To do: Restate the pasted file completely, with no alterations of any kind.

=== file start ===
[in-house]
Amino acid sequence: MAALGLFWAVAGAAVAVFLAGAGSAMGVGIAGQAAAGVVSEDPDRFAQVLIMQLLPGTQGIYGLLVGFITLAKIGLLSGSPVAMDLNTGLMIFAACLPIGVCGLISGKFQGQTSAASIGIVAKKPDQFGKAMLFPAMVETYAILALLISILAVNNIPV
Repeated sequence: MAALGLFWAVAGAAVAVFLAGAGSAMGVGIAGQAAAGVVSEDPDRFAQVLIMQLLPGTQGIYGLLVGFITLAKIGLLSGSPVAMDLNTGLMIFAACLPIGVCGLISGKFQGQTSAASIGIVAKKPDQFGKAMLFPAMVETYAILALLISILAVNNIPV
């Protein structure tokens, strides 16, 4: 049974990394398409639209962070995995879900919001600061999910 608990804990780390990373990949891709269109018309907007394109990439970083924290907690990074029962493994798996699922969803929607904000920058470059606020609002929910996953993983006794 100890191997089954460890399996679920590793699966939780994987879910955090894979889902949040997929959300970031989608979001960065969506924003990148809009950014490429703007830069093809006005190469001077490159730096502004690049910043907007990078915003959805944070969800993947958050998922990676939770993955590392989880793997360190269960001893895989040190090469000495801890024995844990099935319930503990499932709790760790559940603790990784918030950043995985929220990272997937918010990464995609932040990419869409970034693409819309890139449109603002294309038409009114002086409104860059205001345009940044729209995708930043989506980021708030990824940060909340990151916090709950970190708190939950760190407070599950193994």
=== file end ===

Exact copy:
[in-house]
Amino acid sequence: MAALGLFWAVAGAAVAVFLAGAGSAMGVGIAGQAAAGVVSEDPDRFAQVLIMQLLPGTQGIYGLLVGFITLAKIGLLSGSPVAMDLNTGLMIFAACLPIGVCGLISGKFQGQTSAASIGIVAKKPDQFGKAMLFPAMVETYAILALLISILAVNNIPV
Repeated sequence: MAALGLFWAVAGAAVAVFLAGAGSAMGVGIAGQAAAGVVSEDPDRFAQVLIMQLLPGTQGIYGLLVGFITLAKIGLLSGSPVAMDLNTGLMIFAACLPIGVCGLISGKFQGQTSAASIGIVAKKPDQFGKAMLFPAMVETYAILALLISILAVNNIPV
């Protein structure tokens, strides 16, 4: 049974990394398409639209962070995995879900919001600061999910 608990804990780390990373990949891709269109018309907007394109990439970083924290907690990074029962493994798996699922969803929607904000920058470059606020609002929910996953993983006794 100890191997089954460890399996679920590793699966939780994987879910955090894979889902949040997929959300970031989608979001960065969506924003990148809009950014490429703007830069093809006005190469001077490159730096502004690049910043907007990078915003959805944070969800993947958050998922990676939770993955590392989880793997360190269960001893895989040190090469000495801890024995844990099935319930503990499932709790760790559940603790990784918030950043995985929220990272997937918010990464995609932040990419869409970034693409819309890139449109603002294309038409009114002086409104860059205001345009940044729209995708930043989506980021708030990824940060909340990151916090709950970190708190939950760190407070599950193994």